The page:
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Here are some additional photos of our visit to the island of Eleuthra in the Bahamas.

Our tour guide on the bus tells of the history of Eleuthra
Our tour guide on the bus tells of the history of Eleuthra
During the ride we were shown how to make some crafts, including this headband made from reeds
During the ride we were shown how to make some crafts, including this headband made from reeds
A house shuttered against storms while the owner is away
A house in Governor’s Harbour is shuttered against storms while the owner is away
Myself at Tarpum Bay
Myself at Tarpum Bay
Tarpum Bay homes and businesses
Tarpum Bay homes and businesses. I believe the blue building is a small hotel.
A pile of conch shells
A pile of conch shells
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How to extract a conch from its shell
Extracting a conch from its shell
Slicing up a conch to make a conch salad
Colorful Junkanoo dancers and musicians
Colorful Junkanoo dancers and musicians

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Rome’s Colosseum




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The Colosseum is the largest amphitheatre ever built and a must-see highlight of any visit to Rome. We spent a day there before taking a Mediterranean cruise in 2011. After the cruise we spent another day in the city.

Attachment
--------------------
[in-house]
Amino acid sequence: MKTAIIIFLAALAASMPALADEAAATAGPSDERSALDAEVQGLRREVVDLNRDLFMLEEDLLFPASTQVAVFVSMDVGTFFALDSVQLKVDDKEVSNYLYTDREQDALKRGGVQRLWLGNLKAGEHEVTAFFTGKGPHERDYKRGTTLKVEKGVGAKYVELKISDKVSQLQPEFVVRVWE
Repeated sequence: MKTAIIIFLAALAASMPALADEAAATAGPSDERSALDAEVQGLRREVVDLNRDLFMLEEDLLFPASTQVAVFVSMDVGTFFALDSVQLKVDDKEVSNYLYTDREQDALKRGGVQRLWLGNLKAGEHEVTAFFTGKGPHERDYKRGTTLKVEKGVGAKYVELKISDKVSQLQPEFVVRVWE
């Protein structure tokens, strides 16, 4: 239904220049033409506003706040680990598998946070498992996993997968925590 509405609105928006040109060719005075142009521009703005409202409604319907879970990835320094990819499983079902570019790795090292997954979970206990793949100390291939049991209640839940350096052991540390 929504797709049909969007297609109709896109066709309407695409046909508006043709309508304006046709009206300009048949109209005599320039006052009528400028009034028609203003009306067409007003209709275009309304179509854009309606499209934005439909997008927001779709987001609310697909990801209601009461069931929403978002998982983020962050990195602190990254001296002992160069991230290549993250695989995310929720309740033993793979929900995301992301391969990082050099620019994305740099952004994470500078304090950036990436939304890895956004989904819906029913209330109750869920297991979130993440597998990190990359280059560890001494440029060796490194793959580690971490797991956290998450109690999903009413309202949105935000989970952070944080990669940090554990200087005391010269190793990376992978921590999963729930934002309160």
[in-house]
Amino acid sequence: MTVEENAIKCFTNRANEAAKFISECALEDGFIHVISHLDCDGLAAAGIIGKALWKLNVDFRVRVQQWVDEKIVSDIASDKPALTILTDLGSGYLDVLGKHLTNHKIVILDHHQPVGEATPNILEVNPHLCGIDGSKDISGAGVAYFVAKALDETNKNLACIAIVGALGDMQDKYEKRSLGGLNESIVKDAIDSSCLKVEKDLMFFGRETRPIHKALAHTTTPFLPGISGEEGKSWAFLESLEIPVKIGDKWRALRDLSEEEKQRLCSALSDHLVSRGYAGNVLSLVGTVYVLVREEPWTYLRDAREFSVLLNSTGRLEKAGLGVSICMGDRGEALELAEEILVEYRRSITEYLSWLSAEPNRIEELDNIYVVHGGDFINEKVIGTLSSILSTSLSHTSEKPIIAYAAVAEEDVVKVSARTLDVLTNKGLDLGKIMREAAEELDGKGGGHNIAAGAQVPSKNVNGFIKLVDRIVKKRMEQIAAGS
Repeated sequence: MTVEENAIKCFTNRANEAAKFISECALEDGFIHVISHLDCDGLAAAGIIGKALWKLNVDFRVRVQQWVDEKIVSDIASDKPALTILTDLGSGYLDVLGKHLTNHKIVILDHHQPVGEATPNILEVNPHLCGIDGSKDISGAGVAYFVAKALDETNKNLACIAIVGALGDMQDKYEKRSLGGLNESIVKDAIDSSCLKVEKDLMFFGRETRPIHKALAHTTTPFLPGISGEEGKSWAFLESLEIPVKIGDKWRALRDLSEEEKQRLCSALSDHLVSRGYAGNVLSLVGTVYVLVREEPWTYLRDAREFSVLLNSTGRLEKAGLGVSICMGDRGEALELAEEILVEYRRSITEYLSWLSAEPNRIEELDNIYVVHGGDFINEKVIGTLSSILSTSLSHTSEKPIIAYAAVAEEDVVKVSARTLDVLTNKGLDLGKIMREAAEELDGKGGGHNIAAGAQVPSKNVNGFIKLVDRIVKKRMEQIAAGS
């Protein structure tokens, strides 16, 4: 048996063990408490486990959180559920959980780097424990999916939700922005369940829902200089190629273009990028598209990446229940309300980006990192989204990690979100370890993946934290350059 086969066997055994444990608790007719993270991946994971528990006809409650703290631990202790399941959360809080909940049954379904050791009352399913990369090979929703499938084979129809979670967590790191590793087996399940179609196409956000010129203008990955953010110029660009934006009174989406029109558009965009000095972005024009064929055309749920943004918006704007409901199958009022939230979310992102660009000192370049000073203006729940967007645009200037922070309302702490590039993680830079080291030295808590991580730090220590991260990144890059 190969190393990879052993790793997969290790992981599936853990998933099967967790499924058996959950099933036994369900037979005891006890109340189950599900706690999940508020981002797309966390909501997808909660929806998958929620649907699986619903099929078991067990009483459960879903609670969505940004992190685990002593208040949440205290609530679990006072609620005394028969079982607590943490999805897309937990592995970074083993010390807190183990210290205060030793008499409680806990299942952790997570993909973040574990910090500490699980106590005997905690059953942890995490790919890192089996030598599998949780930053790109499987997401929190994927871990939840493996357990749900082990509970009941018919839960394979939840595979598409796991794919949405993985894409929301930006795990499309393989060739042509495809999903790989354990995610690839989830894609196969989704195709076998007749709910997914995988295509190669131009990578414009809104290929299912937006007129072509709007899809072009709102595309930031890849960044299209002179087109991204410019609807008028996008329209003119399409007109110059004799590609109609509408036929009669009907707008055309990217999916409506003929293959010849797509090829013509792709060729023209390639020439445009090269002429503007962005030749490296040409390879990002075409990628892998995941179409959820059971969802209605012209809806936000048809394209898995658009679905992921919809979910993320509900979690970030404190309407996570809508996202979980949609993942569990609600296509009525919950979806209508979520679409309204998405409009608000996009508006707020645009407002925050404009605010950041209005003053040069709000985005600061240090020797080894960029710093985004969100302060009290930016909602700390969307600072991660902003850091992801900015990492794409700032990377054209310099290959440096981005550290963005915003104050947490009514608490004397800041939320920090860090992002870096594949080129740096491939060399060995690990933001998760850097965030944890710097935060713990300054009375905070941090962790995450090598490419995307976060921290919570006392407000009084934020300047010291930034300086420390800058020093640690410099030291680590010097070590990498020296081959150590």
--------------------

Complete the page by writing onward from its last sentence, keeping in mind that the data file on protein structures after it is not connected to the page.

That first day had us take a hop on/hop off bus around the city and one of our hop off points was the Colosseum. We grabbed a light lunch and then walked around the perimeter.

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This photo is a merge of two others. It captures the immense size of the Colosseum.

It is an ancient building and in remarkably good repair considering it is almost 2000 years old. Construction started under Emperor Vespasian in 72 AD. He died in 79 AD and did not see the building completed the following year under his heir Titus. Financed by the spoils of the Siege of Jerusalem in 70 AD, it was built with the slave labour of 100,000 Jews captured and spirited off to Rome.

Made of concrete and sand, it was large enough to accommodate 50-80,000 spectators, averaging around 65,000. Like modern stadiums, it was a venue for mass entertainment which included battling gladiators, wild animal hunts, re-enactments of famous battles, mock sea battles, dramas based on Classical mythology and public executions. Yes, Christians were fed to lions here. In fact, the Pope marks every Good Friday by a Way of the Cross procession that starts at the Colosseum to honour Christian martyrs.

The Arch of Constantine, built in 315 AD, stands near the Colosseum.